This is a guest posting by Justin Rohrman.
Being a test specialist in XP, or Extreme Programming, can be awkward, especially when working as the tester for a developer pair. I have heard some people describe this as being the third person in a handshake.
As far as I know, there aren’t a lot of companies developing software this way, so I couldn’t just reach out to Google to find lessons other people had already learned. But after getting some experience, I’ve picked up on a few areas where the tester can add value beyond what two developers on their own can do.
After I started noticing these patterns, I was able to contribute to the pair much more efficiently and effectively. Here are six ways you can add more value, in case you ever want to try joining a developer pair.
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Developers work in pairs because it shortens learning curves on languages and product code bases, it is a fun and sustainable way to work, and — maybe most importantly — pairing is an efficient way to improve code quality. The teams I work with double down on this code improvement philosophy by test-driving new code most of the time. We start a change by writing a test, then write product code that satisfies that test.
Over the course of one change, we write tests, refactor tests, delete some and usually review existing test coverage. As I see new code, or opportunities to write new code, I ask how we plan to test something, whether we have existing coverage, or if we even need to test this programmatically. This helps create effective unit tests and informs how and where we will begin when it is time to explore.
Once or twice every day — usually in the morning right before we get started, and at the end of the day before we break — I like to review what we have done so far and what we have left to do. It is easy to get into the mindset of a feature factory, just jamming out one change after the other, with no focus on what is happening. Asking daily about what we are doing is a tool I like to use to bring focus to the change we are working on now and who will use it. This also allows us some time to think about how it works and the ways in which it might fail.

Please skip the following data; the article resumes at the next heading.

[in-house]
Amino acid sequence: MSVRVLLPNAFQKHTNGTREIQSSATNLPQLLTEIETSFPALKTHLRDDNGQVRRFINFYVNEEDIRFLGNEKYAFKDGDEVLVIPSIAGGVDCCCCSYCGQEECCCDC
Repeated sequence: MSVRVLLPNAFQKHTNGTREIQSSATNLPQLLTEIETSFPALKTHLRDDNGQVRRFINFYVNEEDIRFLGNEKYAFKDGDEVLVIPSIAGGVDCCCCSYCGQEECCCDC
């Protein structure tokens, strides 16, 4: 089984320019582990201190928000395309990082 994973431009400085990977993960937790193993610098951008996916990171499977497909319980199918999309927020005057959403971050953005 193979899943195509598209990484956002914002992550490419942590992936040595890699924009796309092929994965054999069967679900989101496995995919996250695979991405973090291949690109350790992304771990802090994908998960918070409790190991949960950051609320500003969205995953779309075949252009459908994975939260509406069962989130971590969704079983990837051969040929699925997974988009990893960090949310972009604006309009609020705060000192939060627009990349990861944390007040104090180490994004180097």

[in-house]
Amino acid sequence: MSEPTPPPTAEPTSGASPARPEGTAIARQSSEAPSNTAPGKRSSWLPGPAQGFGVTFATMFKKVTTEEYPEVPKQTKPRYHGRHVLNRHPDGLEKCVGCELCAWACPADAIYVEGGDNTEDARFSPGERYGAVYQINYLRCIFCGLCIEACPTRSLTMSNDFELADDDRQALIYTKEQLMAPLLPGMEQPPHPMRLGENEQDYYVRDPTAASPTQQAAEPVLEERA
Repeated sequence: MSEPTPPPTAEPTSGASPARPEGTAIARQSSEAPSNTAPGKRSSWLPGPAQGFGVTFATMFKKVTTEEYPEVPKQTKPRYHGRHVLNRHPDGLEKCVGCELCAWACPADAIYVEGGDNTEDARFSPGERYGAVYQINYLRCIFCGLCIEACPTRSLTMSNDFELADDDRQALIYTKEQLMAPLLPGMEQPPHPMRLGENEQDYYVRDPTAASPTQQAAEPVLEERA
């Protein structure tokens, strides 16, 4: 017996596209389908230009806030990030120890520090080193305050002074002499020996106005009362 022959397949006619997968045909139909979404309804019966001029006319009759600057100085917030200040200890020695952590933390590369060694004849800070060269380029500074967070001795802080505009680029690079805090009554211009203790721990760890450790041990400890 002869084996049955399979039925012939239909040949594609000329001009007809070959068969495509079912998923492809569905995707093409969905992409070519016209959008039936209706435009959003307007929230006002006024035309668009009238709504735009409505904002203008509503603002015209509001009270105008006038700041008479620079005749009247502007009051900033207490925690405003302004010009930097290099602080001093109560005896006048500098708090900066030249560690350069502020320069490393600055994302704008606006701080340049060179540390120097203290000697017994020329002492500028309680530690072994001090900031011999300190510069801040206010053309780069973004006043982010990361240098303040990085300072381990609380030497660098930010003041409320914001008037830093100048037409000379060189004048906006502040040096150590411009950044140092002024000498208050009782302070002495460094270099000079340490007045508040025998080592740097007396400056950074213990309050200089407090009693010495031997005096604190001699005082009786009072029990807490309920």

Reviewing what we have left at the end of the day helps us create a running task list. Context switching, which is what we do when we set aside whatever we’re focusing on to go to a meeting or read an email or talk to whoever just walked up, gives us temporary amnesia. We forget, just for a moment, about what we are working on and then have to get back up to speed. This running task list makes the context switch of going home for the day easier to recover from.
Every once in a while, I’ll come across a part of the product I don’t understand, so I’ll go to a developer and see if we can walk through the code. We open the model and the controller and start working through it line by line, and then eventually I hear, “How does this even work?” (Usually there is also an expletive in that phrase.)
This is an important moment. It tells me that this code needs to be refactored so that the next person can understand what is happening, and also that our tests are either not effective at describing what is being tested or are nonexistent.
Hearing this phrase, or any variant on it, is a call to action for improving and testing that part of the product.
When I work with a developer pair as a test specialist, I want to participate and be effective. My goal is both to monitor what we are doing for potential quality problems and to guide during the development process where I can. We work collaboratively on code through screen-sharing so remote people can have the option to control the screen, or through a terminal multiplexer, such as tmate, that allows everyone to edit the same file in different shells.